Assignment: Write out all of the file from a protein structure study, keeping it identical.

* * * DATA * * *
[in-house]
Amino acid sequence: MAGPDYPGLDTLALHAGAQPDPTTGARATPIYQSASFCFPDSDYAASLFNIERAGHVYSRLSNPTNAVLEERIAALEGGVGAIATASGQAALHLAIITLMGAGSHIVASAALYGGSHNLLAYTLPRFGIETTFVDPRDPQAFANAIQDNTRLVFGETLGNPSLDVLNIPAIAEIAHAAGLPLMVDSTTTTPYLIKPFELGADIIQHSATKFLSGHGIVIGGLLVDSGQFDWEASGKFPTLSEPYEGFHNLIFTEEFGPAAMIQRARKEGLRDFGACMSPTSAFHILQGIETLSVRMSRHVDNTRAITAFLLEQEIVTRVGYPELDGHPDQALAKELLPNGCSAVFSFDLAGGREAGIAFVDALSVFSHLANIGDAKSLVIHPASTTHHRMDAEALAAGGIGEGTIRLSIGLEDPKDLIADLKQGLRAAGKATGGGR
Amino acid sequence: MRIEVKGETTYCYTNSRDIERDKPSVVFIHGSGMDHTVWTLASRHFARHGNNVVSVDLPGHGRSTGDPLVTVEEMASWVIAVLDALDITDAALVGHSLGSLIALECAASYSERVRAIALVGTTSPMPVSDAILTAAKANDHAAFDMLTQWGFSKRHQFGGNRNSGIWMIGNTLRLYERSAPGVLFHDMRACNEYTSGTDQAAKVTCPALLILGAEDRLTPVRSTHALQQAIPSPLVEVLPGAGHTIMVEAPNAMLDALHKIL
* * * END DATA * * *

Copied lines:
[in-house]
Amino acid sequence: MAGPDYPGLDTLALHAGAQPDPTTGARATPIYQSASFCFPDSDYAASLFNIERAGHVYSRLSNPTNAVLEERIAALEGGVGAIATASGQAALHLAIITLMGAGSHIVASAALYGGSHNLLAYTLPRFGIETTFVDPRDPQAFANAIQDNTRLVFGETLGNPSLDVLNIPAIAEIAHAAGLPLMVDSTTTTPYLIKPFELGADIIQHSATKFLSGHGIVIGGLLVDSGQFDWEASGKFPTLSEPYEGFHNLIFTEEFGPAAMIQRARKEGLRDFGACMSPTSAFHILQGIETLSVRMSRHVDNTRAITAFLLEQEIVTRVGYPELDGHPDQALAKELLPNGCSAVFSFDLAGGREAGIAFVDALSVFSHLANIGDAKSLVIHPASTTHHRMDAEALAAGGIGEGTIRLSIGLEDPKDLIADLKQGLRAAGKATGGGR
Amino acid sequence: MRIEVKGETTYCYTNSRDIERDKPSVVFIHGSGMDHTVWTLASRHFARHGNNVVSVDLPGHGRSTGDPLVTVEEMASWVIAVLDALDITDAALVGHSLGSLIALECAASYSERVRAIALVGTTSPMPVSDAILTAAKANDHAAFDMLTQWGFSKRHQFGGNRNSGIWMIGNTLRLYERSAPGVLFHDMRACNEYTSGTDQAAKVTCPALLILGAEDRLTPVRSTHALQQAIPSPLVEVLPGAGHTIMVEAPNAMLDALHKIL